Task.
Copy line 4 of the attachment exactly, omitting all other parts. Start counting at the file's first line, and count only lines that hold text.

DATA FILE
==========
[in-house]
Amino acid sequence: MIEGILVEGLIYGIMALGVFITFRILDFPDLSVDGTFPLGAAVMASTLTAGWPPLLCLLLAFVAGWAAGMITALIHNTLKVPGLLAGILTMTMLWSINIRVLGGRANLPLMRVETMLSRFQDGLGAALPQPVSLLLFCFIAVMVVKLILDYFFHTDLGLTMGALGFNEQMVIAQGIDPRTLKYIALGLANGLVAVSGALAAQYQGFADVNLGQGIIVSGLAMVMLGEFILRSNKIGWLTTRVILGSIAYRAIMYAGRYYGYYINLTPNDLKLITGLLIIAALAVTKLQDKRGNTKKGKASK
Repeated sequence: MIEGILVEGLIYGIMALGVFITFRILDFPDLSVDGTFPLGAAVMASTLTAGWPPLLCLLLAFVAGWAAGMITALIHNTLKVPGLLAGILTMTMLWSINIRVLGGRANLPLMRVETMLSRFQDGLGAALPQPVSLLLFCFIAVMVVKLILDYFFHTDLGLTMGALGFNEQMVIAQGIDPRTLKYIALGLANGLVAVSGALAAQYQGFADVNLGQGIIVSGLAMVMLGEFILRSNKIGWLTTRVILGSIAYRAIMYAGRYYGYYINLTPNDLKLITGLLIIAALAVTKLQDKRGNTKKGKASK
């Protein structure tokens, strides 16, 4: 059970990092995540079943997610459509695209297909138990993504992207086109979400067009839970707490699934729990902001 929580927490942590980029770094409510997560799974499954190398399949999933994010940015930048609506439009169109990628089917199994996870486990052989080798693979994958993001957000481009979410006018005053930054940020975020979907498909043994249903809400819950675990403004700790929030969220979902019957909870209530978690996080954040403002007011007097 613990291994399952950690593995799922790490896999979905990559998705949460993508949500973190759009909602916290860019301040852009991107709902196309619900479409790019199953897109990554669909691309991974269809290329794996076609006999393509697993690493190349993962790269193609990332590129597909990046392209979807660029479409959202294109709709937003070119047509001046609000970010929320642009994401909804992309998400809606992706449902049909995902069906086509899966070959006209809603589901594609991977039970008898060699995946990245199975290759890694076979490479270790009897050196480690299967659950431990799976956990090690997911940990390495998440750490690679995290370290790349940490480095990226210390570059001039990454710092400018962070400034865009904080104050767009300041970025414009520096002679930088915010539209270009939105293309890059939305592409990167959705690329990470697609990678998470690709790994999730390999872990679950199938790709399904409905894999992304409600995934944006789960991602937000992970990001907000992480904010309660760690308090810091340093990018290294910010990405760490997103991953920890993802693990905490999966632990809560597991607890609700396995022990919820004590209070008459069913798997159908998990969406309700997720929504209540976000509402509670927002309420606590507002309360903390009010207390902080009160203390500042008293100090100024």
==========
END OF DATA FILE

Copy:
């Protein structure tokens, strides 16, 4: 059970990092995540079943997610459509695209297909138990993504992207086109979400067009839970707490699934729990902001 929580927490942590980029770094409510997560799974499954190398399949999933994010940015930048609506439009169109990628089917199994996870486990052989080798693979994958993001957000481009979410006018005053930054940020975020979907498909043994249903809400819950675990403004700790929030969220979902019957909870209530978690996080954040403002007011007097 613990291994399952950690593995799922790490896999979905990559998705949460993508949500973190759009909602916290860019301040852009991107709902196309619900479409790019199953897109990554669909691309991974269809290329794996076609006999393509697993690493190349993962790269193609990332590129597909990046392209979807660029479409959202294109709709937003070119047509001046609000970010929320642009994401909804992309998400809606992706449902049909995902069906086509899966070959006209809603589901594609991977039970008898060699995946990245199975290759890694076979490479270790009897050196480690299967659950431990799976956990090690997911940990390495998440750490690679995290370290790349940490480095990226210390570059001039990454710092400018962070400034865009904080104050767009300041970025414009520096002679930088915010539209270009939105293309890059939305592409990167959705690329990470697609990678998470690709790994999730390999872990679950199938790709399904409905894999992304409600995934944006789960991602937000992970990001907000992480904010309660760690308090810091340093990018290294910010990405760490997103991953920890993802693990905490999966632990809560597991607890609700396995022990919820004590209070008459069913798997159908998990969406309700997720929504209540976000509402509670927002309420606590507002309360903390009010207390902080009160203390500042008293100090100024």